Why is walking under a ladder supposed to be unlucky?

By: Debra Ronca  | 
If a ladder is nearby chances are someone's up to some heavy-duty work. You better watch out!

If you're superstitious, walking through the streets can feel like navigating a field of bad luck landmines. Don't let a black cat cross your path. Step on a crack, break your mother's back. And never walk under a ladder! With constant construction going on in many big cities today, the ladder one is a biggie. Why is walking under a ladder so unlucky for the unfortunate souls who find themselves accidentally underneath one, and is there any way to undo the curse?

First, let's get the practical reasons out of the way. Most people don't want to walk under a ladder because it's just unsafe. If a ladder is up, chances are someone's standing on it, working, and you don't want to take the chance of something falling on your head. Nor do you want to risk jostling the ladder and knocking someone down.


Of course, many other theories exist about the unluckiness of walking under a ladder. One explanation regarding ladders and bad luck has its roots in religion. Many Christians believe in the Holy Trinity -- the Father, the Son, and the Holy Ghost. This belief made the number three sacred in early times, and along with it, the triangle. A ladder leaning up against a wall forms the shape of a triangle, and walking through it would be seen as "breaking" the Trinity, a crime seen as blasphemous as well as potentially attracting the devil [source: Pappas].

Others believe that a ladder against a wall resembles a gallows. Ladders used to be propped up to allow the person being hanged to climb high enough to get to the rope. Definitely not very lucky. Yet a third theory involves the Egyptian belief that if you walk under a ladder, you might accidentally see a god climbing up or down [source: Webster].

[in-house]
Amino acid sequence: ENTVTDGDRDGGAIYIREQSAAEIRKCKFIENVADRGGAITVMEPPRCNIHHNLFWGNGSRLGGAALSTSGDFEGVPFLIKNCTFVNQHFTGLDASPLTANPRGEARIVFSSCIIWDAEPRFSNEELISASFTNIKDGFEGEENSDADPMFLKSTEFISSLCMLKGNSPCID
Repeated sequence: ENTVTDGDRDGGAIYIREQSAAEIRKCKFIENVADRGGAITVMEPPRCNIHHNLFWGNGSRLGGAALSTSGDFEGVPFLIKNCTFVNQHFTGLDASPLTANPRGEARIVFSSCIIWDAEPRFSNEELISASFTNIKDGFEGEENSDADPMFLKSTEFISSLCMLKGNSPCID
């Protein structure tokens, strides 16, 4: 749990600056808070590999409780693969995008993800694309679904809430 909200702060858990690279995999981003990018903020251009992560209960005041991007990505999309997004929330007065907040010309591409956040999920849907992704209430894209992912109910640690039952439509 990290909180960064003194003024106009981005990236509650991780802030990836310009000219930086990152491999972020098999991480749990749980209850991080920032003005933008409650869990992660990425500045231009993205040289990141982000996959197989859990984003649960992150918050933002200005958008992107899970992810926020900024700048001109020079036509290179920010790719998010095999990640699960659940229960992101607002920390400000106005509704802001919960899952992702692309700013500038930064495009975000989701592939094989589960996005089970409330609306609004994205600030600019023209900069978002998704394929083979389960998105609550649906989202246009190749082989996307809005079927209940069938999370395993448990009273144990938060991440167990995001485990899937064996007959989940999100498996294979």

If you do walk under a ladder, can you reverse your ill fortune? Richard Webster, author of the book "The Encyclopedia of Superstitions," lists five remedies you can try:

  • Make a wish while you're walking under the ladder.
  • Walk backwards through the ladder again.
  • Put your thumb between your index and middle fingers as you walk under the ladder. (Warning: this is called the "fig sign" and, depending where you are in the world, can be seen as a mildly obscene gesture!)
  • Say "bread and butter" as you walk under the ladder.
  • Cross your fingers and keep them crossed until you see a dog.

Another talked-about remedy is to spit on your shoe -- but don't look at your shoe until the spit has dried. Or, spit three times between the rungs of the ladder. It seems easier just to avoid the ladder altogether.


Originally Published: Aug 6, 2015

Ladder Superstition FAQs

Is it unlucky to walk under a ladder?
The superstition of bad luck following after one has walked under a ladder has its origins in Ancient Egypt. The Egyptians regarded the shape of the triangle as sacred since it was the shape of the pyramids. Since a leaning ladder forms a triangle, walking under one was considered to bring misfortune.
Why is it bad luck to go under a ladder?
The ancient Egyptians believed that the space between the ladder and the leaning wall was home to both good and bad spirits. If disturbed, the spirits could get angry, which is why it was forbidden to walk under a ladder.
What happens if you go under a ladder?
Some believe that since a ladder was rested against the crucifix, it is considered to symbolize wickedness and death. While there’s no proof of what will happen when one walks under a ladder, the belief is that bad luck will follow them.
Is it safe to walk under a ladder?
For practical reasons, it is not considered safe to walk under a ladder, especially if there is someone working on one since the person walking underneath could get injured if something is dropped from above.
How do you reverse bad luck from walking under a ladder?
One remedy is to keep your fingers crossed until you see a dog. Or you can walk backwards under the ladder again and take the opposite route.

Lots More Information

Related Articles

  • Link, Matthew. "Dangerous Body Language Abroad." AOL Travel. Aug. 10, 2010. (Dec. 11, 2014) http://news.travel.aol.com/2010/07/26/dangerous-body-language-abroad/
  • Pappas, Stephanie. "13 Common (But Silly) Superstitions." Live Science. Jan. 13, 2012. (Dec. 11, 2014) http://www.livescience.com/14141-13-common-silly-superstitions.html
  • Webster, Richard. "The Encyclopedia of Superstitions." Llewellyn Worldwide. Sep. 1, 2012. (Dec. 11, 2014)https://books.google.com/books?id=m1-xCL47_7QC&pg=PA149&lpg=PA149&dq=why+is+it+bad+luck+to+walk+under+a+ladder&source=bl&ots=MeP15gy0lT&sig=J8ZtTVM3oPSe0m2pD1i6ZkxBR7w&hl=en&sa=X&ei=ZjCKVOynCvTbsATD2oGgDw&ved=0CD8Q6AEwBTgU#v=onepage&q=why%20is%20it%20bad%20luck%20to%20walk%20under%20a%20ladder&f=false